How To Do Clicker Training With Cats

How To Do Clicker Training With Cats

How To Do Clicker Training With Cats

Clicker training for cats is trendy.

Though at first glance, clicker training for cats might seem like a contradiction. Should you be able to successfully train cats, these idiosyncratic animals that are particularly appreciated for their independence? Is it even possible to control the cat's personality with clicker training? There is no need to worry, because the graceful cat is not forced to do anything, since she decides of her own free will whether she wants to participate or not. At no point does the pet have to expect negative consequences.

However, clicker training for the cat is a good way to keep her stimulated, occupied and to develop a more intensive bond with her. Clicker training also helps to overcome fears, particularly evident during veterinary treatment. But first and foremost, clicker training is a fun game for the pet, because cats like to play. Another benefit of clicker training is that it follows rules that are simple and easy to understand.

Cats also enjoy 'working' for their food, as is evident from the fact that your cat will happily hunt mice in your gardens, even though you're feeding her a (tinned or bagged) feast every day.

Training your cat can strengthen her self-confidence, helps prevent unpleasant behaviours and supports her individual nature.

How does it work?

When you get started, make sure to bring a lot of patience and treats to the training session. It might help if your cat is a little hungry too. 

Start by calling your cat to you, and when she comes 'click' and give her the first treat. What you're teaching the cat is that the click will be followed by a tasty reward. Repeat this step a few times over the next few days. 

Your cat will then learn that she triggers the click through her own behaviour and that she gets something good in return. She then quickly finds out which behaviour leads to success. Accordingly, she will repeat this rewarding behaviour. With clicker training, the cat learns on a voluntary basis and without any pressure, making punishment completely unnecessary.

Once she mastered the art of coming to her human once her name is called, you can start teaching her other tricks, such as sitting down or giving you a high-five. You can also teach her to come from further away, for example if your cat is free to roam outside

Clicker training with a cat brings variety to your everyday life. This is especially important for house cats, because their lives are often very monotonous. But clicker training also makes sense for animals that can leave the house.

Another obvious advantage: clicker training provides an extended method of communication. The nature of the training method gives the cat an opportunity to communicate, like a new language. The cat speaks through her action and the owner through the click. Confidence will grow quickly through this form of training - you don't even have to touch a stubborn pet. This is a great advantage, especially with shy cats. The training method is particularly suitable for cats who don't like being touched. Cats that have little self-confidence will quickly gain the necessary security through the frequent experience of success. A basic satisfaction and harmony will set in with the cat very quickly. All of these positive side effects can have a positive impact on the cat’s health.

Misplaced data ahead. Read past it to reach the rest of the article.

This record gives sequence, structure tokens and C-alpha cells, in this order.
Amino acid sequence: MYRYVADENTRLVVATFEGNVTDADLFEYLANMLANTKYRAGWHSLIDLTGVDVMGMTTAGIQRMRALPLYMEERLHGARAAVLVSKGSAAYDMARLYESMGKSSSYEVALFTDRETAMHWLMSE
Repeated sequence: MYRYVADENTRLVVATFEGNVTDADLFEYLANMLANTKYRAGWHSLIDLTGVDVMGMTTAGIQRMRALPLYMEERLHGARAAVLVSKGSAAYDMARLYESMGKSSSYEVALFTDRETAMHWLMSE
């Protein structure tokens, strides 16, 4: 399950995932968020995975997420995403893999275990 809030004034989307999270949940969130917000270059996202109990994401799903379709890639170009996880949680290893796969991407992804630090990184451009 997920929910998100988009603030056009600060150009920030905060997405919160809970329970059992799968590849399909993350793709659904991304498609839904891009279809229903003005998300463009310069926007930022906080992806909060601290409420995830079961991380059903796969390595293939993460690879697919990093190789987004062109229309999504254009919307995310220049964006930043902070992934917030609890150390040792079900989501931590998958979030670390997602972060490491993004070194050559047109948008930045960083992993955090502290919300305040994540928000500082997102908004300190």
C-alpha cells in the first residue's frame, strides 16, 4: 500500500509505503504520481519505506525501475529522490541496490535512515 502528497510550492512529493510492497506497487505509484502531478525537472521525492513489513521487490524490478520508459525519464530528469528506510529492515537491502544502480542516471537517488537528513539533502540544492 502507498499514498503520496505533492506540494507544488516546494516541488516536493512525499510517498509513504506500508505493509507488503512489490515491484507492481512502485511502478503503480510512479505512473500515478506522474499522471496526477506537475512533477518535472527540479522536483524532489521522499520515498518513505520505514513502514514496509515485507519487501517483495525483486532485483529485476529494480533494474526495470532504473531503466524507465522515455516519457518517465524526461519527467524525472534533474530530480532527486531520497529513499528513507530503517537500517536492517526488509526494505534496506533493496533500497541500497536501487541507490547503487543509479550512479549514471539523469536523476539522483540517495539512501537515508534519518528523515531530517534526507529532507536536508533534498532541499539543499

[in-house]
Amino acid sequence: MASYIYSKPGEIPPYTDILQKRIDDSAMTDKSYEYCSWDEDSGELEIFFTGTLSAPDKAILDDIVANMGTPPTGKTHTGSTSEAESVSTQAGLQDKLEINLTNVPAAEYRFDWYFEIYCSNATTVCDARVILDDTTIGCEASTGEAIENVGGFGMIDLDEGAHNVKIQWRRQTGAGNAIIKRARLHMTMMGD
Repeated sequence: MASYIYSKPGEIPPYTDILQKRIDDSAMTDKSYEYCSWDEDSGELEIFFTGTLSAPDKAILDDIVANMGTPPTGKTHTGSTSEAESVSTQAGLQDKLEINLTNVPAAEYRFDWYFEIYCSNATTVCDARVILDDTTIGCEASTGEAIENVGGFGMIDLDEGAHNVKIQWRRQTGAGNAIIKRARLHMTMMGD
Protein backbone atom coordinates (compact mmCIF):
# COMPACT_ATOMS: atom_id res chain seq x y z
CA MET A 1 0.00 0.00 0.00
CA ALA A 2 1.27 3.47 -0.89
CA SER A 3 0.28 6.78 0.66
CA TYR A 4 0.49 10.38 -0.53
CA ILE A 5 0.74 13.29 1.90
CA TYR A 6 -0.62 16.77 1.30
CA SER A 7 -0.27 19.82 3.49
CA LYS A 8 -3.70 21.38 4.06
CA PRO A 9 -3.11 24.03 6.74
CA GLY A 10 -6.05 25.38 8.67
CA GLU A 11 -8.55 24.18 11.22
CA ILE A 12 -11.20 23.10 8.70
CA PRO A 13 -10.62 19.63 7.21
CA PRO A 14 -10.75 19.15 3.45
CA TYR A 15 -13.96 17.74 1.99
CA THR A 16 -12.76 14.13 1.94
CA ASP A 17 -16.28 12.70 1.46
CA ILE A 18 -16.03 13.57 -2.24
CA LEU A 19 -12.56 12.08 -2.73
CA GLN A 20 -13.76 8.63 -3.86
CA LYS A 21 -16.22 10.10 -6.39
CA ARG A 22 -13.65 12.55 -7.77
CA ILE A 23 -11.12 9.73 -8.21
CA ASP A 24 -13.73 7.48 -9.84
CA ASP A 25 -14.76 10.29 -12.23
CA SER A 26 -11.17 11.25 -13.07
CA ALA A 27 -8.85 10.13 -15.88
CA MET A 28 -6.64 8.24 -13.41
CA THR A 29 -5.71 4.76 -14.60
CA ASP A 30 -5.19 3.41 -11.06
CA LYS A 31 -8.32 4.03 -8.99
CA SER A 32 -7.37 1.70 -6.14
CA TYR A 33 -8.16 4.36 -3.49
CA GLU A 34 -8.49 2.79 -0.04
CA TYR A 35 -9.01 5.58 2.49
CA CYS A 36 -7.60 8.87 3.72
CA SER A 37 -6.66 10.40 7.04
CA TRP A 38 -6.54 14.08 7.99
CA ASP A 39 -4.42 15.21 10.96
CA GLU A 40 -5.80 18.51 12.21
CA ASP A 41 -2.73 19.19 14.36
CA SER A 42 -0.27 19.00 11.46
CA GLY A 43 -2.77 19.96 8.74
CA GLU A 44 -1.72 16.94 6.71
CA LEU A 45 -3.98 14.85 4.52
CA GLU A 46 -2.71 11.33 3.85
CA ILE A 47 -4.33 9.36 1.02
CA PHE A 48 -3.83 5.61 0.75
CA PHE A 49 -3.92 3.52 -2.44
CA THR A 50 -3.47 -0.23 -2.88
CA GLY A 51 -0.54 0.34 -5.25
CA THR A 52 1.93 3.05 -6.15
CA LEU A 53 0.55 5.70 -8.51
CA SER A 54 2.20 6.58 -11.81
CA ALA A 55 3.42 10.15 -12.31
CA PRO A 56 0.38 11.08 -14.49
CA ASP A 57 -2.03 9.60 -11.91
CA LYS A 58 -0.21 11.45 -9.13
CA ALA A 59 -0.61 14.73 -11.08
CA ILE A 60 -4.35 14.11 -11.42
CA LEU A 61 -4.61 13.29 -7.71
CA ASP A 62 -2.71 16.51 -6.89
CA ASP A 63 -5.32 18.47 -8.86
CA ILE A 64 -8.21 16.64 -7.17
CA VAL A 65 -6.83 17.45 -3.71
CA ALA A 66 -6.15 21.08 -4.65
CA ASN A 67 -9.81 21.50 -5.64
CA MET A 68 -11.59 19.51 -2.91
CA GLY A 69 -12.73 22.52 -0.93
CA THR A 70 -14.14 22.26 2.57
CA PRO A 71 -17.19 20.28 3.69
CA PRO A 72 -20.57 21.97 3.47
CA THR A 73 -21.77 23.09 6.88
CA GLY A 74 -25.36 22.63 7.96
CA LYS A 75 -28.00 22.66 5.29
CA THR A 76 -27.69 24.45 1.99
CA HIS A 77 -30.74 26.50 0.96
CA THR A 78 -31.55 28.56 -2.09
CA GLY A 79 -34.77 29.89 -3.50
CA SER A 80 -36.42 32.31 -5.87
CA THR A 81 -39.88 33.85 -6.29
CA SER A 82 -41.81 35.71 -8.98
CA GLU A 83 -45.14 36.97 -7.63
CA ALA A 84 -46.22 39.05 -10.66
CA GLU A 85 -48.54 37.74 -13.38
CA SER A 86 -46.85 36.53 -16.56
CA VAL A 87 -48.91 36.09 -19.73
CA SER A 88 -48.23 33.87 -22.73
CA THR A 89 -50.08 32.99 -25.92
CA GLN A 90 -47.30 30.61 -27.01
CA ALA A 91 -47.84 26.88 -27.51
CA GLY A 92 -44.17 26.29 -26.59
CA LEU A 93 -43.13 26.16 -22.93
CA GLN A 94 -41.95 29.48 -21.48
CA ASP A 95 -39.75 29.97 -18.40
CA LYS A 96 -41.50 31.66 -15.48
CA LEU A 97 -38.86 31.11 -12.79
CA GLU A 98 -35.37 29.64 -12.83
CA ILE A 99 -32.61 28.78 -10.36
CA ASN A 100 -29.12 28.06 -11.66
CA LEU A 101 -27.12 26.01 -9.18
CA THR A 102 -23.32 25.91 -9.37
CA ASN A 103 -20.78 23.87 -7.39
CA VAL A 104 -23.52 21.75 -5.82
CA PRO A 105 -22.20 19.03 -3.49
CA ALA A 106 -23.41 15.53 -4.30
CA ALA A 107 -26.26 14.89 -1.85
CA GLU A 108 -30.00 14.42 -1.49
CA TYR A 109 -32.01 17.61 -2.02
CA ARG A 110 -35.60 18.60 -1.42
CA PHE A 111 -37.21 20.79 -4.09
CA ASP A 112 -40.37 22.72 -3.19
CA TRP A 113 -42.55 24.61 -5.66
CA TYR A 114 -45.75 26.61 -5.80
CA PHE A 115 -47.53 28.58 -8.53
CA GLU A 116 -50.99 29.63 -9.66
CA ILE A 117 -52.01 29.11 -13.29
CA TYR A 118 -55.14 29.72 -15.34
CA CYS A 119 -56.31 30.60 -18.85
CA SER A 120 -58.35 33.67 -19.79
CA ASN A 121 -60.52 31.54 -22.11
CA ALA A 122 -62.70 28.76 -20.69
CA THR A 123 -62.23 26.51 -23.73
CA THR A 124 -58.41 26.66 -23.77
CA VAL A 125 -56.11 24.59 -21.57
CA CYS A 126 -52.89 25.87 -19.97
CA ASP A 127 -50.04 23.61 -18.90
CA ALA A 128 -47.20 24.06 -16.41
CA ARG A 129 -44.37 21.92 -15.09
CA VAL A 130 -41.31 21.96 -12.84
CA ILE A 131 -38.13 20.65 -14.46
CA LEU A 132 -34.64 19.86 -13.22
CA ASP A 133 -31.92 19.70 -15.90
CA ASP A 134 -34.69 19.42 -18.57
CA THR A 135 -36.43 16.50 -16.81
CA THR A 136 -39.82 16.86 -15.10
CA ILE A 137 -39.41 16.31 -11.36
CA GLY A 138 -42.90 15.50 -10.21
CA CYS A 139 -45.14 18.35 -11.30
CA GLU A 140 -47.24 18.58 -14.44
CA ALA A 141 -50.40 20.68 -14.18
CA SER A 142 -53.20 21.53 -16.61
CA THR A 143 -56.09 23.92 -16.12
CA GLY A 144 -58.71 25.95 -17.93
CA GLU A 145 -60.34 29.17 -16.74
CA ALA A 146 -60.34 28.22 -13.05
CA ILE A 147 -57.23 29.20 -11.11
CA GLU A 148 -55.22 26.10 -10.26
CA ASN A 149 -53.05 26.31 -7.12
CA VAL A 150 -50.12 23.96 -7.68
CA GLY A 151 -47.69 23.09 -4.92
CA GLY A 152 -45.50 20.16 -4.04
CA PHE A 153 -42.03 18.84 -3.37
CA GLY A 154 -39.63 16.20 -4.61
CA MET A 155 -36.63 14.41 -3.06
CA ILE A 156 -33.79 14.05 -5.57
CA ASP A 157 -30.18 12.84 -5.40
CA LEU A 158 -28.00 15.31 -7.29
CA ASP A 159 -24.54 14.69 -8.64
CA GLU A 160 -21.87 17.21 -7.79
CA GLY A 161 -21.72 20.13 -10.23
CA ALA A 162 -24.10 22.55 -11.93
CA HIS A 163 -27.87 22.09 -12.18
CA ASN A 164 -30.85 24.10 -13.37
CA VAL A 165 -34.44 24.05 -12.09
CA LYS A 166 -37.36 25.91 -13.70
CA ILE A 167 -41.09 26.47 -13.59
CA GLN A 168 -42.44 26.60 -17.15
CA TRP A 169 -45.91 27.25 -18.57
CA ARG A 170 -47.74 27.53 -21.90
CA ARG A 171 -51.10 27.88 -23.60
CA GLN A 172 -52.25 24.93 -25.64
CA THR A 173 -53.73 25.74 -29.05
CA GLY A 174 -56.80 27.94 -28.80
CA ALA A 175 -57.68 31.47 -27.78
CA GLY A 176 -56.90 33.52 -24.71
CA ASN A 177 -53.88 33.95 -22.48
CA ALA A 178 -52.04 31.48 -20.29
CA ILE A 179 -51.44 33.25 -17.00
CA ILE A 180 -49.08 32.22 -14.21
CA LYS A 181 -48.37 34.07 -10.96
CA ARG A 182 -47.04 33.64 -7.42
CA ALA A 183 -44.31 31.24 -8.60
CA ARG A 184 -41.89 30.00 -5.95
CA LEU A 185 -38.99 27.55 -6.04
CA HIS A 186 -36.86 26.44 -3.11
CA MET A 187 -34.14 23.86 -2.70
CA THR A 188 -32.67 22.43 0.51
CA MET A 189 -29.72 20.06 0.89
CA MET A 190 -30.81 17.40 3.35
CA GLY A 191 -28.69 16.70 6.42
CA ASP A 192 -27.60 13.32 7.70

What is clicker training anyway?

Clicker training is an educational method that was developed in the middle of the 20th century. The method was originally used with dolphins. Dolphins cannot be trained with punishment like dogs or horses, for example. In this respect, any physical influence was ruled out. Dolphins cannot be put on a leash and not forcefully pushed through a tire. So it was necessary to find a different method. Based on the discovery of behavioural researchers, the clicker method was developed to teach dolphins. Dog trainers then adopted this successful, positive training method. Clicker training for cats has also gained a good reputation. It enriches the coexistence of humans and animals to a great extent.

The cat notices fairly quickly that a certain behaviour causes success, so she will repeat it. For example, if the cat has made a successful jump to prey on an animal, she will of course continue to pursue this strategy. The same applies to the house cat. If she realises that she needs to scratch on a door to get it opened by a person, the animal will in future show exactly this behaviour so that she can be let in or out. Only the success of the cat's own will is decisive, not the human wish.

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